Casbeers becomes San Antone Café & Concerts: Get used to it

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The announcement that Casbeers at the Church had been renamed San Antone Café & Concerts ignited the FB fury of some in the local music world.

“What??!!” asked singer-songwriter Aly Tadros. “Like, in the church?”

“Dislike,” succinctly wrote drummer and graphic design-extraordinaire Chuck Kerr. Yes, our Chuck Kerr.

I say: chill out! With all due respect to the Casbeer family, had the venue been called “San Antone Café & Concerts” all these years and all of a sudden they changed it to “Casbeers,” the shit would've really hit the fan.

Consider it from co-owner Barbara Wolfe's point of view.

“The problem was our previous tenant wouldn’t let us out of the lease early,” said Wolfe, who, along with husband Steve Silbas, opened the church location on July 4, 2008. They had been renting the original Blanco location since February 6, 1999, but when they saw an opportunity to own the South Alamo church, with a restaurant and a patio below, they went for it, For a while, there were two Casbeers functioning at the same time. “And that is the reason for the name change. We don’t want people to be confused with two Casbeers, thinking that we’re somehow involved with the old one.” (“The old one” is now called Historic Casbeer’s Center Grill; why don't you bitch about that?)

When talking about the old name and location, Wolfe chokes up a little, especially when mentioning the name of Lucille Casbeer, the daughter of the man who built Casbeers.

“We love the name and have a strong sentimental attachment for it,” Wolfe said. “We met [Lucille] from day one, she gave us their original enchilada recipe, and she was very, very helpful to us from early on and still has been. We’re a little sad about that, because we felt that somehow we helped keep her history alive, but at the same time we think the name is not as important as to whom the operators are.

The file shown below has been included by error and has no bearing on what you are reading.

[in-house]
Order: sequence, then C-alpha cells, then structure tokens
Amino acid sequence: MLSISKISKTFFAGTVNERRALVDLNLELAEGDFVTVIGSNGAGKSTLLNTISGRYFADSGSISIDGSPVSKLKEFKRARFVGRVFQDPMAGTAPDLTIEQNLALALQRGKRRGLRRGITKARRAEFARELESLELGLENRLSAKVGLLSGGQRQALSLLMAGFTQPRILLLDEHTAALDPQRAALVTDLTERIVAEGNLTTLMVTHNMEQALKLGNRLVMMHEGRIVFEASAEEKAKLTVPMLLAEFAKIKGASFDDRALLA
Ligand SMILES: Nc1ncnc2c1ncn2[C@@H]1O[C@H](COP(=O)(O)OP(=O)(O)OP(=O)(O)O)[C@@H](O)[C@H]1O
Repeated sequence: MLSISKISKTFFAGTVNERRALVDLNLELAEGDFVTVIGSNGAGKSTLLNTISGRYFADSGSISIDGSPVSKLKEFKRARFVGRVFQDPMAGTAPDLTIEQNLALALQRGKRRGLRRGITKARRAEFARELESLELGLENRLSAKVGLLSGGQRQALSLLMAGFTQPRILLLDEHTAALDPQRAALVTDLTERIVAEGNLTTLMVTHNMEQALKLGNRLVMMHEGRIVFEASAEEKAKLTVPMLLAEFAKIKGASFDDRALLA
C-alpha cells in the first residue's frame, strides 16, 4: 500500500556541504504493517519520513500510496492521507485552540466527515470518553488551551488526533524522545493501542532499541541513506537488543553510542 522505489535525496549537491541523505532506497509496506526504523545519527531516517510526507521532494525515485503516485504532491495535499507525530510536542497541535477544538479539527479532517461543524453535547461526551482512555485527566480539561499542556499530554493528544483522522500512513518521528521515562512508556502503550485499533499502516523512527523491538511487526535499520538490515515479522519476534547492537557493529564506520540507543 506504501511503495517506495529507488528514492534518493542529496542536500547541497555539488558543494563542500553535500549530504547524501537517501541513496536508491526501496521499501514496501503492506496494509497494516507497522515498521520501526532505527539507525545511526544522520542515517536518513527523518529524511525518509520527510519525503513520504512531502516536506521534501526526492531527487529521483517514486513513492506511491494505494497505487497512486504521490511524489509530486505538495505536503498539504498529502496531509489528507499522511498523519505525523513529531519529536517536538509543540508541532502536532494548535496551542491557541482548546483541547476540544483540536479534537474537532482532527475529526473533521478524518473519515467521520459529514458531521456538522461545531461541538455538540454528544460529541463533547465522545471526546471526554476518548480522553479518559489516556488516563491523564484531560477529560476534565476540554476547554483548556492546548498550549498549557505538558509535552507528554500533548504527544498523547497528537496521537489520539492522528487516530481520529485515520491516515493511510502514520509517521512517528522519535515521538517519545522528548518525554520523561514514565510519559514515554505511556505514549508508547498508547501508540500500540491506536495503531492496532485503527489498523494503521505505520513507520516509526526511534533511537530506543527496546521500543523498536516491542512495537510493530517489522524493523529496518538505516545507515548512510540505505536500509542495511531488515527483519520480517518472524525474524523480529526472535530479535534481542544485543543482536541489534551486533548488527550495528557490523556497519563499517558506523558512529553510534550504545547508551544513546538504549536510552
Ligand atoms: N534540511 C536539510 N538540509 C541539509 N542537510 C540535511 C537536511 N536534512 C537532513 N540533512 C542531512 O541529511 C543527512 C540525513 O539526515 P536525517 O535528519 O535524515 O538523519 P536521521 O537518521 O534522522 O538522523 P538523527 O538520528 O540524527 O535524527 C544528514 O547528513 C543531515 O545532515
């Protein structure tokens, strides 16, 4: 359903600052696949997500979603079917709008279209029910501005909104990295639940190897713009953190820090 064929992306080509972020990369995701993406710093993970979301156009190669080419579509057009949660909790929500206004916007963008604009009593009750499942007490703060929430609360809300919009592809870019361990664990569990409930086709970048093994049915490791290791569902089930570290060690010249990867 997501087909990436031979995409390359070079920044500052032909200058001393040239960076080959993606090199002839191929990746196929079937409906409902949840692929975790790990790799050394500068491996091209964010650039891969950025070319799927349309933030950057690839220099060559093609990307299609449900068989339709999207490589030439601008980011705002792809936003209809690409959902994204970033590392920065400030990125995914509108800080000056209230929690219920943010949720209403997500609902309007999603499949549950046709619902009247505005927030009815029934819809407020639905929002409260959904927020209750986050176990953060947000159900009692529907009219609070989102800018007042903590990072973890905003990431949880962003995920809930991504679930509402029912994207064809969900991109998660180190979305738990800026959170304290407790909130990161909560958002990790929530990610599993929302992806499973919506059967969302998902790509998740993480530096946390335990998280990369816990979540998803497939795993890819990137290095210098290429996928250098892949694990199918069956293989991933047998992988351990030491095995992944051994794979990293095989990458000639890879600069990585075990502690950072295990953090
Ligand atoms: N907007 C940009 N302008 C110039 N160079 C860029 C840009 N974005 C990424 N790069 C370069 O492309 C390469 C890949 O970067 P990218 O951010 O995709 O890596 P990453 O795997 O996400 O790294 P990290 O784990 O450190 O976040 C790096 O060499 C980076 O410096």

“And as far as the so-called name change controversy, moving from Blanco Rd. to King William was actually tougher than changing the name. Some people felt bad about us leaving the neighborhood and the building, but now, after two years [in King William], they love it."

Get over it, and get used to it: Casbeers at the Church is now San Antone Café & Concerts. Big freaking deal.

The only thing I regret is not being there for the official sign change, which took place in the morning of Wednesday, January 5.

“Actually, there was no change of sign,” she said. “We just painted over it.”

So Casbeers ain’t dead: it just lives in the original Blanco location, while the ghosts of Casbeers at the Church remain hidden under the letters of fresh paint. “That’s right,” Wolfe said. “There’s lots of them.”

But there's another ghost Barbara didn't mention. On January 6, the day after our conversation, the Express-News published a report mentioning the 2009 lawsuit against Wolfe and Silba by Carlos Quesada on behalf of his children, who own the original Casbeers. The E-N reported that the lawsuit accuses the San Antone owners of illegally obtaining a copyright of the name Casbeers, of violating the original locations' exclusive right to the name, and even of stealing Casbeers' original enchilada recipe.

"None of that is true," said Wolfe on January 12. "And the name change had nothing to do with the lawsuit. It was strictly a business decision."

Cassie Quesada, who co-owns and runs Historic Casbeer's Center Grill with her brother, didn't reply to the Current's inquiries. But Richard Naylor, who cooks and manages the old location (and who worked for Wolfe at the Blanco location shortly before the Church location was opened), said something intriguing about the enchilada recipe sold at San Antone. Is it the original recipe Wolfe claims was given to her by Lucille Casbeer?

"I doubt it," Naylor told the Current on January 8. "I know for sure they're not doing the same recipe, 'cause I've seen it."

Really? Then why are the Quesadas accusing Wolfe and Silbas of stealing the recipe?

"I don't know why he would say that," said Wolfe..

Not that I give a hamster's ass about who is selling what enchilada to whom, but the only person who knows the truth, besides Wolfe and Silba, is 84-year-old Lucille Casbeer, who, Wolfe claims, gave the recipe to her. We've been unable to locate Mrs. Casbeer, so we asked Wolfe for some help, in order to put an end to what Wolfe says are false rumors.

"I'll try, but not today," Wolfe said on January 12. "[Husband] Steve [Silbas] is going into surgery in about an hour." This week, Silbas already underwent open-heart surgery, and a distraught Wolfe told us "he's not doing too well."

We wish him a prompt recovery.

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